“I don’t know why CSI Miami likes us so much,” confesses Mogwai guitarist and co-founder Stuart Braithwaite. “Maybe we are the perfect soundtrack for murder. Maybe we’re on all the murderers’ iPods as they go about their daily killings.”
Whatever the show’s fascination, it is shared in film, television and games, which have lifted Mogwai’s stunning songs without returning the favor to ask for an original score. The Scottish rock quintet, which also includes guitarist John Cummings, instrumentalist Barry Burns, bassist Dominic Aitchison and drummer Martin Bulloch, is so overdue on that front that it is no longer funny.
Since dropping the debut full-length MogwaiYoung Team and the ephemeral compilation Ten Rapid like twin nukes in 1997, Mogwai has built a rep for cinematic noise. Its latest effort, The Hawk Is Howling, continues that fine tradition of mostly instrumental wide-screen epics. So where the hell is Hollywood?
Who cares? Mogwai has been busy infiltrating film and television regardless. In 2006, the football fans scored the documentary Zidane: A 21st Century Portrait, about the renowned but controversial soccer star. Its music has also landed in films as different as The Fountain, Sicko and Miami Vice. And then there’s CSI: Miami, which has dipped into Mogwai’s catalog so many times that the band should be invited to score the whole spinoff.
Yet the revenue from Hollywood’s borrowing binge hasn’t trickled down to Mogwai’s Glasgow-based independent label, Rock Action. “We don’t see too much of the license money that comes in,” Braithwaite says. “We’re pretty unrecouped. But thankfully, Rock Action is starting to pay for itself these days. We can pimp other bands’ music out for cash, as opposed to ourselves.”
That self-deprecating humor has made Mogwai a perennial anomaly: The quintet is known for serious, extended guitar epics but undermines them with meaningless titles. The Hawk Is Howling’s expansive opener, “I’m Jim Morrison, I’m Dead,” might feel like a slap in the face to the Doors and Los Angeles, but it’s just another smart-assed day at the office.
“We come up with the song titles after the songs are written,” Braithwaite explains, “so they have nothing to do with the music. ‘I’m Jim Morrison, I’m Dead’ doesn’t mean anything at all. Los Angeles has had some amazing bands, anyway: Love, the Avengers, Jane’s Addiction. [Ed. note: The Avengers are from San Francisco.] I think that that song turned out really well.”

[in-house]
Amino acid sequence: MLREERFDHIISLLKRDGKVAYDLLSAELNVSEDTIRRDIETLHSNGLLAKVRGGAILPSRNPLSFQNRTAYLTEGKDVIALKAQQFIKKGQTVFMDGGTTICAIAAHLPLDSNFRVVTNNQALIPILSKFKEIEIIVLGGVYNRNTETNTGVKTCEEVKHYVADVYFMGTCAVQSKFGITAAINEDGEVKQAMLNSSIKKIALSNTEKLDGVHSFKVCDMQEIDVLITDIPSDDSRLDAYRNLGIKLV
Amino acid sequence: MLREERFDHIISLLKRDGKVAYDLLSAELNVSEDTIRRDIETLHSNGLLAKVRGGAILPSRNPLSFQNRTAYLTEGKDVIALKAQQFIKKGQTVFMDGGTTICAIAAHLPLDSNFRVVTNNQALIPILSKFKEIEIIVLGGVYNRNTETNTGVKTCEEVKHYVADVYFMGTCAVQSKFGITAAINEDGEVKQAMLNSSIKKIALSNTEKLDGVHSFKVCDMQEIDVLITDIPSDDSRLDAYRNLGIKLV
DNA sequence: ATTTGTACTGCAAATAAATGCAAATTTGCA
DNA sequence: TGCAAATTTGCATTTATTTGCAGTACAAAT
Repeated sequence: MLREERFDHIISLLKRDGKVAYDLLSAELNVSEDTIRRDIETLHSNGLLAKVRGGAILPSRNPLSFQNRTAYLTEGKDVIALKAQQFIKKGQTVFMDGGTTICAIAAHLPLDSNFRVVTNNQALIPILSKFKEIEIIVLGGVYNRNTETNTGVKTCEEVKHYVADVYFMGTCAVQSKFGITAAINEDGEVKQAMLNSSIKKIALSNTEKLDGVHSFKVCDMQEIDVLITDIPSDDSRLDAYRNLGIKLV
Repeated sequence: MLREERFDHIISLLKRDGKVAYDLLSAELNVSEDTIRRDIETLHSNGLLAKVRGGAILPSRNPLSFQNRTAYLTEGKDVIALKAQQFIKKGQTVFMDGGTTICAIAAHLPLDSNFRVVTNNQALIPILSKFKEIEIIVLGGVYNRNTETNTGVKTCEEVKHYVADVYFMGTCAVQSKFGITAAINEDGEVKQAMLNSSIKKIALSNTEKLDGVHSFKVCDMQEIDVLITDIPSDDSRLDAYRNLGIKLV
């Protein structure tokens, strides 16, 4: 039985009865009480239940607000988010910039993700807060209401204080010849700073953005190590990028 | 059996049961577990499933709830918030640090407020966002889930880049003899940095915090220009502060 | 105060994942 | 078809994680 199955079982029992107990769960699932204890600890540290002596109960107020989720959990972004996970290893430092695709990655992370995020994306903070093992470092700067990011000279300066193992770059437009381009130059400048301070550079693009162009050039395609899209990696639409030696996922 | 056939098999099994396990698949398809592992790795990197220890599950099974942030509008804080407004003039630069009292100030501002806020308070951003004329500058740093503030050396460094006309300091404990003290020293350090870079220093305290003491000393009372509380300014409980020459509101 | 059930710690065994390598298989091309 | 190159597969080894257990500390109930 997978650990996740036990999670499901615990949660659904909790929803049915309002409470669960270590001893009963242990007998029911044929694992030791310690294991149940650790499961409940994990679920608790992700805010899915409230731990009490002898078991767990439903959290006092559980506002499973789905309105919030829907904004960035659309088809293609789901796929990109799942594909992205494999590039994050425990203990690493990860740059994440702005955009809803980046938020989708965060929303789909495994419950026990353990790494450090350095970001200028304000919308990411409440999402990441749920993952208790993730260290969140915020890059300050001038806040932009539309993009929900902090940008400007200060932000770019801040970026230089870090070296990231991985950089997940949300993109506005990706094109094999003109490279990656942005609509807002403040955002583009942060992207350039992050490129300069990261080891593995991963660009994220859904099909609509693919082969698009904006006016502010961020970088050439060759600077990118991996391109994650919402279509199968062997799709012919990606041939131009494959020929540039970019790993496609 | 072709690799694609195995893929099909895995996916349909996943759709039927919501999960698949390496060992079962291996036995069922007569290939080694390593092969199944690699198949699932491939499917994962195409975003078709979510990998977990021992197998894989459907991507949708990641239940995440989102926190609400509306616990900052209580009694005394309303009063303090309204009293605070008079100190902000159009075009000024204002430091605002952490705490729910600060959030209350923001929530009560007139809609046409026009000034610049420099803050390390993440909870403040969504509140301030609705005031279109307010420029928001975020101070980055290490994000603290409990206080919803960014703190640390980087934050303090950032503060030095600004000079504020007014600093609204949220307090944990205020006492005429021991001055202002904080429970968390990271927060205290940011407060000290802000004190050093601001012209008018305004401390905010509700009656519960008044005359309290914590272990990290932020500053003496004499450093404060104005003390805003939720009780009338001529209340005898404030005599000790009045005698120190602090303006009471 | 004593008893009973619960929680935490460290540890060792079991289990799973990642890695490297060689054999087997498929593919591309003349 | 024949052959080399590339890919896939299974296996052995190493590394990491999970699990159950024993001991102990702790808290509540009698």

So did the entire effort, which, unlike its predecessors, lacks vocals. “We just didn’t write any songs that sounded like they needed singing. We don’t really plan things too much.”
Morrison wasn’t the only ’60s icon who’s tangentially channeled in The Hawk Is Howling. The oft-troubled 13th Floor Elevators lifer Roky Erickson was also summoned, literally, to contribute vocals to “Devil Rides,” from Mogwai’s 2008 Batcat EP.
“I asked Roky to sing after hearing that he’d been doing some shows around Austin,” Braithwaite says. “We tracked him down using our Batman detective skills. I grew up listening to the Elevators and loved the idea of getting a legendary musician back in the studio after years of no one knowing what he was up to.” Braithwaite is also a fan, and friend, of another reclusive genius, My Bloody Valentine’s Kevin Shields, who invited Mogwai to open for his band’s hotly anticipated All Tomorrow’s Parties show in New York later this month. It has brought out the fanboy in him.
“I don’t see anything wrong with bands getting back together as long as they sound good,” Braithwaite says. “I saw My Bloody Valentine in Glasgow and really loved it. All Tomorrow’s Parties should be awesome.”
Even more awesome would be watching Hollywood wake up and sign on Mogwai’s discerning film buffs for an original film score. The Dominic Hailstone–directed video for the band’s newest anthem, “Batcat,” looks like it crawled out of Guillermo del Toro and Peter Jackson’s closet. Are you listening, Middle Earth?
“We would love to drop some jams for The Hobbit,” Braithwaite cracks. “In fact, I think that Barry should do the voice for Smaug.”
This article appeared at LA WEEKLY